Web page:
World Pharmacist Day |26 September 2023
‘Pharmacy strengthening health systems’
World Pharmacist Day is celebrated every year on September 25 and the theme for this year is ‘Pharmacy strengthening health systems’. To shed more light on this profession, Zarine Durup, pharmacist at Behram’s Plaisance Pharmacy (on behalf of the forthcoming Seychelles Pharmacy Association), has contributed the following article.
What is a pharmacy and what is a pharmacist?
A pharmacy is a specialised store where over the counter, pharmacy medicines and prescription medicines are dispensed and sold by a pharmacist. A pharmacist is a medically trained professional who is specially trained to prepare and distribute medicinal products. That’s not all though. We are a source of information there to provide advice and to educate patients on using their medicines safely and responsibly. Pharmacists are the experts on medicines. We dabble a little in human anatomy but our speciality is how and why medicines work in the way that they do to ensure the patient gets the most out of their treatment.
What does a pharmacist do?
Pharmacists are a vital link in the healthcare chain. We work side by side with doctors, nurses, physiotherapists, occupational therapists and even veterinarians to complement each other’s services. The pharmacist is quite often the first and last person a patient meets. A patient comes in to a community pharmacy because it’s readily accessible for advice. A pharmacist may then refer a patient to another healthcare professional for further investigation. The patient gets diagnosed and quite often, prescribed medication. This patient once again returns to a pharmacy (community or hospital based) to collect the items on the prescription and is once again counselled by a pharmacist. We are not just there to take products off a shelf and give it to a patient. A pharmacist is there to act as a safety net. We interact with patients to ensure that the medicine given is suitable and safe for that particular patient.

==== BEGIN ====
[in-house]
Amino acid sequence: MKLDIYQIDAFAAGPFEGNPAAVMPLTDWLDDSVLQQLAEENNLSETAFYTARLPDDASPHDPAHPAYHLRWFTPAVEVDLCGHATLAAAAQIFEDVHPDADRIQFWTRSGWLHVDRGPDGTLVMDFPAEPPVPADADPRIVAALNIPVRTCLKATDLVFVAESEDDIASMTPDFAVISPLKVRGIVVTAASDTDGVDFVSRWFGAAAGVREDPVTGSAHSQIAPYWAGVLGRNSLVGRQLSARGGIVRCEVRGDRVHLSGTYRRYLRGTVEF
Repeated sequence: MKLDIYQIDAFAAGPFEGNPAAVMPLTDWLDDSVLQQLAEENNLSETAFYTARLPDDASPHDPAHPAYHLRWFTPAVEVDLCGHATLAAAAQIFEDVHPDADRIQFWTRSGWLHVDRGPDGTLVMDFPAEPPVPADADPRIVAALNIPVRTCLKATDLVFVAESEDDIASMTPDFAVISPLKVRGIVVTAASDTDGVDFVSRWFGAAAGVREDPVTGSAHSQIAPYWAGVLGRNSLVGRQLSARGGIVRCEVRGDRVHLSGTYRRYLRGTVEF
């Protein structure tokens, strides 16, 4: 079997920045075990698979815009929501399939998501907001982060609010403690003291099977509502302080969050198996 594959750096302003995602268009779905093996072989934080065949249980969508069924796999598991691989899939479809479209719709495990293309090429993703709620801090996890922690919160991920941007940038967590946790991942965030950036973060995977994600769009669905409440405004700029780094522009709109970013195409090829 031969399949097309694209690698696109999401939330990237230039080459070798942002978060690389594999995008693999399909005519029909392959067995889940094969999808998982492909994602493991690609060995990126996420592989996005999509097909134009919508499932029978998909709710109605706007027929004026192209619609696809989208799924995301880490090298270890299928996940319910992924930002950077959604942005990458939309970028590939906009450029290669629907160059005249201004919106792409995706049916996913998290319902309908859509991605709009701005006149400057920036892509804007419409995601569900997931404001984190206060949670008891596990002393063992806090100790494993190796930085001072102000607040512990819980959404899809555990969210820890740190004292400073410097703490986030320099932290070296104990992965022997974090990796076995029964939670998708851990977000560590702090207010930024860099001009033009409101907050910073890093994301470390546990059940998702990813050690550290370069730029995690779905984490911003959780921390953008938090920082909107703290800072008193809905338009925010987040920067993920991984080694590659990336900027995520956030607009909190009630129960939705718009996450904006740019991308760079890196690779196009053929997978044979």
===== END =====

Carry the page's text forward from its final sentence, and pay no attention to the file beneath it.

Pharmacists also have a role in treating minor ailments. Minor ailments include problems such as cold and flu, mild skin conditions like allergies or insect bites, constipation and so on. Before a pharmacist gives a patient a medicine, there are a few questions that need to be asked:
- Who is the medicine for?
- What is the patient suffering with?
- How long has the patient had the symptoms?
- Has the patient been taking any medicines for cold and flu?
- Is the patient taking other medicines for other conditions, for example, blood pressure?
Once all the questions have been answered, the pharmacist can then make a decision on what to prescribe for the patient’s symptoms. However, it is important to note that during the discussion, some ‘red flags’ may come up and, in this case, the pharmacist will refer the patient to a doctor for further investigation.
How can someone become a pharmacist?
For anyone considering becoming a pharmacist, we say, go for it. It is such a rewarding and diverse profession. Unfortunately, Seychelles does not have a Pharmacy course and so for those who want to pursue a career as a pharmacist will have to go overseas. The University course, depending on which country you go to, can range from three to four years. Once you’ve completed this, you have to work under the supervision of a pharmacist for an extra year and then sit a final exam to become a registered pharmacist.
Did you know?
Coca-Cola was invented by a pharmacist called John Pemberton
Pharmacist at Behram’s Plaisance Pharmacy (on behalf of the forthcoming Seychelles Pharmacy Association)